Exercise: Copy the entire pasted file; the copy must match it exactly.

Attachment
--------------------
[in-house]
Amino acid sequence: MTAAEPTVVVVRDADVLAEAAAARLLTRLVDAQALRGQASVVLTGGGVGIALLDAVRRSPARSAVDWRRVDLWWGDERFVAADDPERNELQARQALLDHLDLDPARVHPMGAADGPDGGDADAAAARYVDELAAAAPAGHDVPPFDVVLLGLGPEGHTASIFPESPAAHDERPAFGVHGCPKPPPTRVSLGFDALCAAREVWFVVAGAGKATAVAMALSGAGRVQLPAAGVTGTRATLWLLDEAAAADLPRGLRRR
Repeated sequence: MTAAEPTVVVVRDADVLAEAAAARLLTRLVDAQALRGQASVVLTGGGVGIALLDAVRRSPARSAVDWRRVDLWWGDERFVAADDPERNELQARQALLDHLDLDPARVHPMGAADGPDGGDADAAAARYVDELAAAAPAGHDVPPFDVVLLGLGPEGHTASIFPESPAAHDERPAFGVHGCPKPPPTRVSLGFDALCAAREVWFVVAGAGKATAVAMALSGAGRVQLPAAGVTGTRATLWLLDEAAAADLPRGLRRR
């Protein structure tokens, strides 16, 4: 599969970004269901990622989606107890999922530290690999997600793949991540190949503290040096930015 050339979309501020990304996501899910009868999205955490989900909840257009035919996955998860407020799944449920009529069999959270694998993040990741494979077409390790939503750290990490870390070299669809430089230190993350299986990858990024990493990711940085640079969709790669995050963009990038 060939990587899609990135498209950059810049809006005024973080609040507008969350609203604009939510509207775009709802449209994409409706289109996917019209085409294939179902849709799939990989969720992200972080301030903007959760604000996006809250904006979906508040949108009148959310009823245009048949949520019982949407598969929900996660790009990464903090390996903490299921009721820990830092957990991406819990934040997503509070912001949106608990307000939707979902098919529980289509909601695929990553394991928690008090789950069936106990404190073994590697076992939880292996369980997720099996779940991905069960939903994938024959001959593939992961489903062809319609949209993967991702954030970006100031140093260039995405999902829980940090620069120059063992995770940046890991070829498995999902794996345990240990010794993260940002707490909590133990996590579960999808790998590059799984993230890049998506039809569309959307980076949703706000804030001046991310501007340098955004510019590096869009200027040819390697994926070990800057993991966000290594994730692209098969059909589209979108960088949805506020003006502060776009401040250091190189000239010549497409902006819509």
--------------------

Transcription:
[in-house]
Amino acid sequence: MTAAEPTVVVVRDADVLAEAAAARLLTRLVDAQALRGQASVVLTGGGVGIALLDAVRRSPARSAVDWRRVDLWWGDERFVAADDPERNELQARQALLDHLDLDPARVHPMGAADGPDGGDADAAAARYVDELAAAAPAGHDVPPFDVVLLGLGPEGHTASIFPESPAAHDERPAFGVHGCPKPPPTRVSLGFDALCAAREVWFVVAGAGKATAVAMALSGAGRVQLPAAGVTGTRATLWLLDEAAAADLPRGLRRR
Repeated sequence: MTAAEPTVVVVRDADVLAEAAAARLLTRLVDAQALRGQASVVLTGGGVGIALLDAVRRSPARSAVDWRRVDLWWGDERFVAADDPERNELQARQALLDHLDLDPARVHPMGAADGPDGGDADAAAARYVDELAAAAPAGHDVPPFDVVLLGLGPEGHTASIFPESPAAHDERPAFGVHGCPKPPPTRVSLGFDALCAAREVWFVVAGAGKATAVAMALSGAGRVQLPAAGVTGTRATLWLLDEAAAADLPRGLRRR
């Protein structure tokens, strides 16, 4: 599969970004269901990622989606107890999922530290690999997600793949991540190949503290040096930015 050339979309501020990304996501899910009868999205955490989900909840257009035919996955998860407020799944449920009529069999959270694998993040990741494979077409390790939503750290990490870390070299669809430089230190993350299986990858990024990493990711940085640079969709790669995050963009990038 060939990587899609990135498209950059810049809006005024973080609040507008969350609203604009939510509207775009709802449209994409409706289109996917019209085409294939179902849709799939990989969720992200972080301030903007959760604000996006809250904006979906508040949108009148959310009823245009048949949520019982949407598969929900996660790009990464903090390996903490299921009721820990830092957990991406819990934040997503509070912001949106608990307000939707979902098919529980289509909601695929990553394991928690008090789950069936106990404190073994590697076992939880292996369980997720099996779940991905069960939903994938024959001959593939992961489903062809319609949209993967991702954030970006100031140093260039995405999902829980940090620069120059063992995770940046890991070829498995999902794996345990240990010794993260940002707490909590133990996590579960999808790998590059799984993230890049998506039809569309959307980076949703706000804030001046991310501007340098955004510019590096869009200027040819390697994926070990800057993991966000290594994730692209098969059909589209979108960088949805506020003006502060776009401040250091190189000239010549497409902006819509």